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August 25, 2008

Are evangelical votes up for grabs?

Faith in Public Life is holding a panel this morning to discuss the roles of evangelical and Catholic voters this fall and the energy around a common good agenda.

The panelists are Steve Waldman from Beliefnet, Ron Stief from Faith in Public Life, Alexia Kelley from Catholics In Alliance for the Common Good, Zack Exley from the blog revolutioninjesusland.com and moderator Amy Sullivan from Time.

Here are a few snippets that give you an idea of what they're saying.

Steif: People of faith are embracing a broader agenda. We’re seeking common ground, and we’re seeking new dialogue. The religious right no longer controls the values debate in this country.

Waldman: In 2004, I think there was one faith caucus meeting. It was a sad little affair. The key line from the last convention speech was John Kerry’s speech. He welcomed people of faith. It sounded like it was some other group that he was welcoming. In this case, they’re saying ‘we are people of faith.’ It’s a big open question, which way this goes. There’s a de-alignment of evangelicals, but they have not yet gone over and signed with the Democrats. They’re right in the middle.

Exley: A few years ago, I stumbled in from the secular left into this white, evangelical, most of these suburban, working class culture. I sort of married into this. I became an accidental anthropologist in this culture. I was just shocked the first time I went into these megachurches. The young people are becoming pacifists. I know there are a lot of people who voted for Bush in 2004 and will vote for Obama.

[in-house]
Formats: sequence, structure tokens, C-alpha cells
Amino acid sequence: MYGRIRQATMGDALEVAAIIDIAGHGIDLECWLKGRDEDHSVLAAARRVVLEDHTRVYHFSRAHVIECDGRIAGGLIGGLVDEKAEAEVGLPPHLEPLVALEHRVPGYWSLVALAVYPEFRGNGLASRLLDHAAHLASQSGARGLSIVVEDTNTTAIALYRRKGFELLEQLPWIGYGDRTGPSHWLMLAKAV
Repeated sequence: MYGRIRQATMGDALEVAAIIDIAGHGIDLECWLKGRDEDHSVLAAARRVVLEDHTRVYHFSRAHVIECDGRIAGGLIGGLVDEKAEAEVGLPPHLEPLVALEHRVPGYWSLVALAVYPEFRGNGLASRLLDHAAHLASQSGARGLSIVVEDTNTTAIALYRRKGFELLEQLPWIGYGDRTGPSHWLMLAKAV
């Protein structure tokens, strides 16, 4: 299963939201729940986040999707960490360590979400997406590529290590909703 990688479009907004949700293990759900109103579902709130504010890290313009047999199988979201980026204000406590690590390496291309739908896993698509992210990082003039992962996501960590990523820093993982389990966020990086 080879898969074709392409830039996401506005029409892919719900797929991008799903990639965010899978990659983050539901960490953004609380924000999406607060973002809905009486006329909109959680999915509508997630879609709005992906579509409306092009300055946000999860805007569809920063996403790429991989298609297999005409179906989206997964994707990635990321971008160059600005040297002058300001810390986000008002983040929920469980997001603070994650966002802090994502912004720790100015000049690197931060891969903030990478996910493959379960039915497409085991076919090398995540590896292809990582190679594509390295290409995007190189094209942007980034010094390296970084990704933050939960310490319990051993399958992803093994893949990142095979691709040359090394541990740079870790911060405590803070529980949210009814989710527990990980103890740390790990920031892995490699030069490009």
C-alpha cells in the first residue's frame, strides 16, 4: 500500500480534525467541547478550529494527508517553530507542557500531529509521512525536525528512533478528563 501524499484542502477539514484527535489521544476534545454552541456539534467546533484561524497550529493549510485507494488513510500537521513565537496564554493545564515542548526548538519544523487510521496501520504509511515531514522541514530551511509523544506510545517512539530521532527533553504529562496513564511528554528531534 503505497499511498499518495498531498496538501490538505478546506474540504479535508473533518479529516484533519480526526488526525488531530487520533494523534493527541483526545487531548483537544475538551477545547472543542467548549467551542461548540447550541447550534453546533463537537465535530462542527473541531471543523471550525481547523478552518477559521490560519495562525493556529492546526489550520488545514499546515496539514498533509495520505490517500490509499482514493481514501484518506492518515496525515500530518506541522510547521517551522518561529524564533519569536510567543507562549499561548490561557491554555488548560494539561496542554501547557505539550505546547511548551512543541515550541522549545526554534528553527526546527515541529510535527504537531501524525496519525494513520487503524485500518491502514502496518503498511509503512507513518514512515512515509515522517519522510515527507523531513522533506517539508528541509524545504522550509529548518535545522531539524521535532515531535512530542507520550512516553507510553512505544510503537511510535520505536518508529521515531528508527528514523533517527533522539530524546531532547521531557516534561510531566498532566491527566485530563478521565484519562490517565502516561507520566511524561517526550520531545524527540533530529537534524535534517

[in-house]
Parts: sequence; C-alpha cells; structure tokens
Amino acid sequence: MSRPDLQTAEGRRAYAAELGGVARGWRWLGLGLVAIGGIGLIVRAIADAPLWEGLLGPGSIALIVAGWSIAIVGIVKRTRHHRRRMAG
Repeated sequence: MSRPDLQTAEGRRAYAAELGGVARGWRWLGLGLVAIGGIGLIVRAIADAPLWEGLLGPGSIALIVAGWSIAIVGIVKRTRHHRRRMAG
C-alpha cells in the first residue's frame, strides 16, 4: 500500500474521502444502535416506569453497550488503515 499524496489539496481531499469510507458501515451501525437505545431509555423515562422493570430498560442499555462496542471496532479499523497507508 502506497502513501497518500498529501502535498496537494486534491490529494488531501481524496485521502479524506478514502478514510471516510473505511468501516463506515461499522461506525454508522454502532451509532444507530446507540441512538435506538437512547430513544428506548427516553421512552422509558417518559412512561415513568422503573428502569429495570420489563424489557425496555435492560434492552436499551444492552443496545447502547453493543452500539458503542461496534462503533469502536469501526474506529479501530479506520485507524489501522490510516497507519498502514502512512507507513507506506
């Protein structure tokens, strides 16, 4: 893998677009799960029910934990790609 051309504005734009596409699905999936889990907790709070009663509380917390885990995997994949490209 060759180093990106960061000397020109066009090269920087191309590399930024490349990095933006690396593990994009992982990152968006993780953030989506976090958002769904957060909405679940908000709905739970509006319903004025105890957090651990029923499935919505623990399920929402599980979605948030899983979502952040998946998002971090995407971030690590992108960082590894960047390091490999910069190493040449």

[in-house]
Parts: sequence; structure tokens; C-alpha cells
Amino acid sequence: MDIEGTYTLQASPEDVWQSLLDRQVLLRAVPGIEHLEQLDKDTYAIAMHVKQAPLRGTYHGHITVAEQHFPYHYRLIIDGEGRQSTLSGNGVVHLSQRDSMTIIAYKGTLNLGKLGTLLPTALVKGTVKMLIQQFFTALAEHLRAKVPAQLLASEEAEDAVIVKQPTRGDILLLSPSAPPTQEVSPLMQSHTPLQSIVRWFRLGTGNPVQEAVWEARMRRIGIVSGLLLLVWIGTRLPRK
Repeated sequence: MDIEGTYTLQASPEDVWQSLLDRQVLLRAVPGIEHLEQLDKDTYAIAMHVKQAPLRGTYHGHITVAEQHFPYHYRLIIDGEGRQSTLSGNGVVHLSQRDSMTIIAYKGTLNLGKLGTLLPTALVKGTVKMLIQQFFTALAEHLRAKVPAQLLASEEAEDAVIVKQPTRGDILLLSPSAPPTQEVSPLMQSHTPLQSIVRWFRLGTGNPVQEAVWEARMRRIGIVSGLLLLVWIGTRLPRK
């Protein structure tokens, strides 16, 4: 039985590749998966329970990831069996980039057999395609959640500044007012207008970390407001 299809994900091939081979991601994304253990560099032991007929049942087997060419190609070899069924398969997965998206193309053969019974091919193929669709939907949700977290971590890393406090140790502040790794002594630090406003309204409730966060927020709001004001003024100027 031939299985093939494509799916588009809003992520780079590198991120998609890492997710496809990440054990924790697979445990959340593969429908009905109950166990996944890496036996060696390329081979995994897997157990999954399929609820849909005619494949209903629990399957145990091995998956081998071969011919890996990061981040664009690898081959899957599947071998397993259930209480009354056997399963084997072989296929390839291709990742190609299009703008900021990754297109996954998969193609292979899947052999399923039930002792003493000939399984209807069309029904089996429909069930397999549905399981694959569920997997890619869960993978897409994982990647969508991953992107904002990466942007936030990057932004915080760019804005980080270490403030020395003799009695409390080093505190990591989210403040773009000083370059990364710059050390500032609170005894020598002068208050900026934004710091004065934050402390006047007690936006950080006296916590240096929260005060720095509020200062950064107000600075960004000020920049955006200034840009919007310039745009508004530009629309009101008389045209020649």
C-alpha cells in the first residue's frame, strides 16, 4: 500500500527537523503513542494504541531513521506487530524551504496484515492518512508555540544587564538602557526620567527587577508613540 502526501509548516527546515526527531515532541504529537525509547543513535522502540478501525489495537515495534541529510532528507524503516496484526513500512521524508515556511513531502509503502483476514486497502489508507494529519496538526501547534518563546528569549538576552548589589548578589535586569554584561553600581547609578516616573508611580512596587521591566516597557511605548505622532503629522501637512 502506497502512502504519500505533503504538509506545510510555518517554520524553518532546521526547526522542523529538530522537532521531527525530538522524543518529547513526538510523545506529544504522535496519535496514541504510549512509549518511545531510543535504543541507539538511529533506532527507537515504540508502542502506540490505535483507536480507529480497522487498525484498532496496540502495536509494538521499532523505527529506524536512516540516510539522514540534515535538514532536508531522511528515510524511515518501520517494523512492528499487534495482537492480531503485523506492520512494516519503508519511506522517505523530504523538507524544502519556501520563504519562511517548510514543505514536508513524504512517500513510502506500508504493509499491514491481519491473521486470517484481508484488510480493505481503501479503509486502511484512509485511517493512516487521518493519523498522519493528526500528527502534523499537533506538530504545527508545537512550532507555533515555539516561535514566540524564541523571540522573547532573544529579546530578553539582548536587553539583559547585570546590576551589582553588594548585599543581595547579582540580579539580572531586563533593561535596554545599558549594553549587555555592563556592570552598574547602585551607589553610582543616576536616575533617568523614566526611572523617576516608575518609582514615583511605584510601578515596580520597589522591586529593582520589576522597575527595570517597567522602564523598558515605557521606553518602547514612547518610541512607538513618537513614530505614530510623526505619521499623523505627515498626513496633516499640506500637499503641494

I just read a great article, Looking for God at the democratic convention. When you take people who believe in abortion and same sex marriage and preach on t and thrive on it for sure God is not there. It is an easy question as to who a Christian will vote for, McCain. One must use first morals and values. McCain is a proven leader and Obama a dreamer with no experience. A background of God haters and Haters of America and white people, 20 years in a hate America church is not good.

I've been a Democrat my entire adult life.  When I accepted the Lord in 1977, I began to disagree with the Democrat platform in re abortion and gay rights.  However, one comment that I just read said that God is not at the Democrat convention. Really? I didn't know that God is a Republican. As Christians we are all sinners saved by grace.  The God of the Bible is not prejudiced.  I hope that before I go on to glory, I'll see the day when Christians,especially those who call themselves evangelical will stand up to racism, poverty and other social ills that too many Christians idly stand by and watch, especially high profile Christian leaders.  Some of them or their spokesperson have responded to me over the years indicating that dealing with racism is not their ministry.  Really? Afraid to lose some of their financial support? Oh Christians when are we going to stand up against all evil, which includes RACISM, and not just abortion and gay rights. When???